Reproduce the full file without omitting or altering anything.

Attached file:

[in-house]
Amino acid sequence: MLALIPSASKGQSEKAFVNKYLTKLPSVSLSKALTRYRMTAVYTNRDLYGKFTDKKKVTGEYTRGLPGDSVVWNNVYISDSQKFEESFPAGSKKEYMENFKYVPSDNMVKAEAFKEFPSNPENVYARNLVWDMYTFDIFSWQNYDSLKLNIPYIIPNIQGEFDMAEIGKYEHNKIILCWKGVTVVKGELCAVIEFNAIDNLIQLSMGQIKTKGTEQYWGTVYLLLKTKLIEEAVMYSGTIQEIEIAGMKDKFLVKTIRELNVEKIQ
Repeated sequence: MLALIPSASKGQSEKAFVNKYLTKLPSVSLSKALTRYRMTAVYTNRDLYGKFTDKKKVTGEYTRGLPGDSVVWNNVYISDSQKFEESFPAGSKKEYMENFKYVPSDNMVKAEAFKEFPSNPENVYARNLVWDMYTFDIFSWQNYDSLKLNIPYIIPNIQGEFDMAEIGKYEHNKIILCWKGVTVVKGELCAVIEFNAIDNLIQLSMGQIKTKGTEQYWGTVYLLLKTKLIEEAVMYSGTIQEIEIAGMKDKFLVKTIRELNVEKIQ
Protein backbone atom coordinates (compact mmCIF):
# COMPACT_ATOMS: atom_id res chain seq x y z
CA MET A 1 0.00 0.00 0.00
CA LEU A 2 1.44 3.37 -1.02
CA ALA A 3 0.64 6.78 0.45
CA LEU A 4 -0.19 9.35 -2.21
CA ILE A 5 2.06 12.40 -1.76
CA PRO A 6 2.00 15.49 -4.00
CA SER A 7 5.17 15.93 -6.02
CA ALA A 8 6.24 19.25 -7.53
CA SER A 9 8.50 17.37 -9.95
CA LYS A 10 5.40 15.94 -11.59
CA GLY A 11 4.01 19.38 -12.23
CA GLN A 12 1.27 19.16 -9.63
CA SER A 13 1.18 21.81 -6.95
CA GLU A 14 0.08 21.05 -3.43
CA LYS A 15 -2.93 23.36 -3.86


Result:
[in-house]
Amino acid sequence: MLALIPSASKGQSEKAFVNKYLTKLPSVSLSKALTRYRMTAVYTNRDLYGKFTDKKKVTGEYTRGLPGDSVVWNNVYISDSQKFEESFPAGSKKEYMENFKYVPSDNMVKAEAFKEFPSNPENVYARNLVWDMYTFDIFSWQNYDSLKLNIPYIIPNIQGEFDMAEIGKYEHNKIILCWKGVTVVKGELCAVIEFNAIDNLIQLSMGQIKTKGTEQYWGTVYLLLKTKLIEEAVMYSGTIQEIEIAGMKDKFLVKTIRELNVEKIQ
Repeated sequence: MLALIPSASKGQSEKAFVNKYLTKLPSVSLSKALTRYRMTAVYTNRDLYGKFTDKKKVTGEYTRGLPGDSVVWNNVYISDSQKFEESFPAGSKKEYMENFKYVPSDNMVKAEAFKEFPSNPENVYARNLVWDMYTFDIFSWQNYDSLKLNIPYIIPNIQGEFDMAEIGKYEHNKIILCWKGVTVVKGELCAVIEFNAIDNLIQLSMGQIKTKGTEQYWGTVYLLLKTKLIEEAVMYSGTIQEIEIAGMKDKFLVKTIRELNVEKIQ
Protein backbone atom coordinates (compact mmCIF):
# COMPACT_ATOMS: atom_id res chain seq x y z
CA MET A 1 0.00 0.00 0.00
CA LEU A 2 1.44 3.37 -1.02
CA ALA A 3 0.64 6.78 0.45
CA LEU A 4 -0.19 9.35 -2.21
CA ILE A 5 2.06 12.40 -1.76
CA PRO A 6 2.00 15.49 -4.00
CA SER A 7 5.17 15.93 -6.02
CA ALA A 8 6.24 19.25 -7.53
CA SER A 9 8.50 17.37 -9.95
CA LYS A 10 5.40 15.94 -11.59
CA GLY A 11 4.01 19.38 -12.23
CA GLN A 12 1.27 19.16 -9.63
CA SER A 13 1.18 21.81 -6.95
CA GLU A 14 0.08 21.05 -3.43
CA LYS A 15 -2.93 23.36 -3.86